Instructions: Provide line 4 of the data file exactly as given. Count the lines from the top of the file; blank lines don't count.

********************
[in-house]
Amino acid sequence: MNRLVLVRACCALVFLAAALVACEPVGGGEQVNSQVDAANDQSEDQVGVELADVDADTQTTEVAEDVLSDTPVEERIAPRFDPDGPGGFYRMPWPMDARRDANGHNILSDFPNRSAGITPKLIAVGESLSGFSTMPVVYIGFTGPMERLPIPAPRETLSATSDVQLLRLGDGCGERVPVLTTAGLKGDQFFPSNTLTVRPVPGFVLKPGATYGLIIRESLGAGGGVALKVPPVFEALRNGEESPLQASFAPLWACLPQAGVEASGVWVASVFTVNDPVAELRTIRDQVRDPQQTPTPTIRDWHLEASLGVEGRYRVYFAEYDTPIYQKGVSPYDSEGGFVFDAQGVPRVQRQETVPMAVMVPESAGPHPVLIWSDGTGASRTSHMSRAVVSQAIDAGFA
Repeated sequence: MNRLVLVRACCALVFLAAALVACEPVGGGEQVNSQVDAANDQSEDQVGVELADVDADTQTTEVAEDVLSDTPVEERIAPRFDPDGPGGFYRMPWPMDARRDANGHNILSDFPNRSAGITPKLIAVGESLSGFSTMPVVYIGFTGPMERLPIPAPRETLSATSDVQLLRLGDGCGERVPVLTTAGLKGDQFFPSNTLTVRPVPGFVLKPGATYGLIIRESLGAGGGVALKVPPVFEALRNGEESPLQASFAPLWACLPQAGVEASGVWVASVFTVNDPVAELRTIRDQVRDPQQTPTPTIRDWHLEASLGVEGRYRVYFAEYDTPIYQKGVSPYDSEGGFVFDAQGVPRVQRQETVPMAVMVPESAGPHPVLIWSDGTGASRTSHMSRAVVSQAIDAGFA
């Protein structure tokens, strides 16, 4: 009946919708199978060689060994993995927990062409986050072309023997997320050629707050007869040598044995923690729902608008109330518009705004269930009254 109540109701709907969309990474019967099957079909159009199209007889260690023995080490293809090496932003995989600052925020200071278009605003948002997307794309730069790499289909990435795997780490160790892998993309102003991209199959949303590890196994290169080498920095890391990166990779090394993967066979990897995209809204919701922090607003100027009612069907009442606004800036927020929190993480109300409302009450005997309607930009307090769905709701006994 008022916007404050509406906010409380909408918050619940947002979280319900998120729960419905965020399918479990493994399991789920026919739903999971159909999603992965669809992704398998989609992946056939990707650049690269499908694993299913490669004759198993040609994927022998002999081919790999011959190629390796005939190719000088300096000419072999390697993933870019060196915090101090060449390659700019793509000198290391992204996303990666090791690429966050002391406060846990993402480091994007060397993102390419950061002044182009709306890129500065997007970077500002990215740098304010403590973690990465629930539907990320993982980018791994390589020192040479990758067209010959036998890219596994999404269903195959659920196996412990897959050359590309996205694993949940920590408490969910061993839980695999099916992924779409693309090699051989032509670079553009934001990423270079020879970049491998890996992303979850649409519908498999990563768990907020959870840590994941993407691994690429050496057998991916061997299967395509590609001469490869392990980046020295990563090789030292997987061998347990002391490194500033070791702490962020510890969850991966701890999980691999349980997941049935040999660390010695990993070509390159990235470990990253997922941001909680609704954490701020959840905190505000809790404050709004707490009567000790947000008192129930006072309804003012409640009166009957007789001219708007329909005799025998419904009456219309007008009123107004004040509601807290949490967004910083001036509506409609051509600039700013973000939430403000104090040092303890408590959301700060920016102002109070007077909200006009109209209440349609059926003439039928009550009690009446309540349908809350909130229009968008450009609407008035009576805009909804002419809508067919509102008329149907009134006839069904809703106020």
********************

């Protein structure tokens, strides 16, 4: 009946919708199978060689060994993995927990062409986050072309023997997320050629707050007869040598044995923690729902608008109330518009705004269930009254 109540109701709907969309990474019967099957079909159009199209007889260690023995080490293809090496932003995989600052925020200071278009605003948002997307794309730069790499289909990435795997780490160790892998993309102003991209199959949303590890196994290169080498920095890391990166990779090394993967066979990897995209809204919701922090607003100027009612069907009442606004800036927020929190993480109300409302009450005997309607930009307090769905709701006994 008022916007404050509406906010409380909408918050619940947002979280319900998120729960419905965020399918479990493994399991789920026919739903999971159909999603992965669809992704398998989609992946056939990707650049690269499908694993299913490669004759198993040609994927022998002999081919790999011959190629390796005939190719000088300096000419072999390697993933870019060196915090101090060449390659700019793509000198290391992204996303990666090791690429966050002391406060846990993402480091994007060397993102390419950061002044182009709306890129500065997007970077500002990215740098304010403590973690990465629930539907990320993982980018791994390589020192040479990758067209010959036998890219596994999404269903195959659920196996412990897959050359590309996205694993949940920590408490969910061993839980695999099916992924779409693309090699051989032509670079553009934001990423270079020879970049491998890996992303979850649409519908498999990563768990907020959870840590994941993407691994690429050496057998991916061997299967395509590609001469490869392990980046020295990563090789030292997987061998347990002391490194500033070791702490962020510890969850991966701890999980691999349980997941049935040999660390010695990993070509390159990235470990990253997922941001909680609704954490701020959840905190505000809790404050709004707490009567000790947000008192129930006072309804003012409640009166009957007789001219708007329909005799025998419904009456219309007008009123107004004040509601807290949490967004910083001036509506409609051509600039700013973000939430403000104090040092303890408590959301700060920016102002109070007077909200006009109209209440349609059926003439039928009550009690009446309540349908809350909130229009968008450009609407008035009576805009909804002419809508067919509102008329149907009134006839069904809703106020």